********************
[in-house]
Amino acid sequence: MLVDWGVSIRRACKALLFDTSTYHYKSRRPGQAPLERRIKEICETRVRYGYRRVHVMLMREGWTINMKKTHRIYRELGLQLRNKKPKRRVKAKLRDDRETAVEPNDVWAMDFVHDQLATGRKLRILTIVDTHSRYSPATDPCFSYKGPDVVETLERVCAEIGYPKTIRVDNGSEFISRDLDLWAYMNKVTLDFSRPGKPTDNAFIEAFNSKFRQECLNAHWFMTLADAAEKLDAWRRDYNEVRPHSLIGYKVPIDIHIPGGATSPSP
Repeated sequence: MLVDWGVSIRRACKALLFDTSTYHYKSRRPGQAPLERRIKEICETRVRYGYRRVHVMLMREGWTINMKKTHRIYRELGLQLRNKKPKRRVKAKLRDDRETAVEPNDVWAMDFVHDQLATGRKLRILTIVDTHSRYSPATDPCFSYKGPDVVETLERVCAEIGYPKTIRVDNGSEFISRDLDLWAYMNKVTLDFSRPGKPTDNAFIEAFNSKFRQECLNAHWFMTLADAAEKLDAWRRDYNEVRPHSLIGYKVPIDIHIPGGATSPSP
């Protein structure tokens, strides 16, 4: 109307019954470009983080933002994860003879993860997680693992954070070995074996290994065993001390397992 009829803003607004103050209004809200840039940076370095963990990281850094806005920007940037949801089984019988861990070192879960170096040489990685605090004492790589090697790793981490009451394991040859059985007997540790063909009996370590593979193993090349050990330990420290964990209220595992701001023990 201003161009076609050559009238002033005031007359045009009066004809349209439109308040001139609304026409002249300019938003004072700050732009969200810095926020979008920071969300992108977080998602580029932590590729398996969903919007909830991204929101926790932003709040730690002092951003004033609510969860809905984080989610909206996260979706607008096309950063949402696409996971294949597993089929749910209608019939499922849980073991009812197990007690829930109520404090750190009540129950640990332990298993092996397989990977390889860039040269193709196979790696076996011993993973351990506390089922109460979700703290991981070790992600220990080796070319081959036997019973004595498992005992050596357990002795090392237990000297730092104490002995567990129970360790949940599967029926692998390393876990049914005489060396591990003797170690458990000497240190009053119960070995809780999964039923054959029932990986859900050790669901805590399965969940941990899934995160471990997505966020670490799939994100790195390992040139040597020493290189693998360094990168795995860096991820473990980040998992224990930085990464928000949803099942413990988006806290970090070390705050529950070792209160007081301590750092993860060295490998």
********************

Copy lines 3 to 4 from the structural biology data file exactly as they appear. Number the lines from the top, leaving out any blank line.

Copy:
Repeated sequence: MLVDWGVSIRRACKALLFDTSTYHYKSRRPGQAPLERRIKEICETRVRYGYRRVHVMLMREGWTINMKKTHRIYRELGLQLRNKKPKRRVKAKLRDDRETAVEPNDVWAMDFVHDQLATGRKLRILTIVDTHSRYSPATDPCFSYKGPDVVETLERVCAEIGYPKTIRVDNGSEFISRDLDLWAYMNKVTLDFSRPGKPTDNAFIEAFNSKFRQECLNAHWFMTLADAAEKLDAWRRDYNEVRPHSLIGYKVPIDIHIPGGATSPSP
């Protein structure tokens, strides 16, 4: 109307019954470009983080933002994860003879993860997680693992954070070995074996290994065993001390397992 009829803003607004103050209004809200840039940076370095963990990281850094806005920007940037949801089984019988861990070192879960170096040489990685605090004492790589090697790793981490009451394991040859059985007997540790063909009996370590593979193993090349050990330990420290964990209220595992701001023990 201003161009076609050559009238002033005031007359045009009066004809349209439109308040001139609304026409002249300019938003004072700050732009969200810095926020979008920071969300992108977080998602580029932590590729398996969903919007909830991204929101926790932003709040730690002092951003004033609510969860809905984080989610909206996260979706607008096309950063949402696409996971294949597993089929749910209608019939499922849980073991009812197990007690829930109520404090750190009540129950640990332990298993092996397989990977390889860039040269193709196979790696076996011993993973351990506390089922109460979700703290991981070790992600220990080796070319081959036997019973004595498992005992050596357990002795090392237990000297730092104490002995567990129970360790949940599967029926692998390393876990049914005489060396591990003797170690458990000497240190009053119960070995809780999964039923054959029932990986859900050790669901805590399965969940941990899934995160471990997505966020670490799939994100790195390992040139040597020493290189693998360094990168795995860096991820473990980040998992224990930085990464928000949803099942413990988006806290970090070390705050529950070792209160007081301590750092993860060295490998």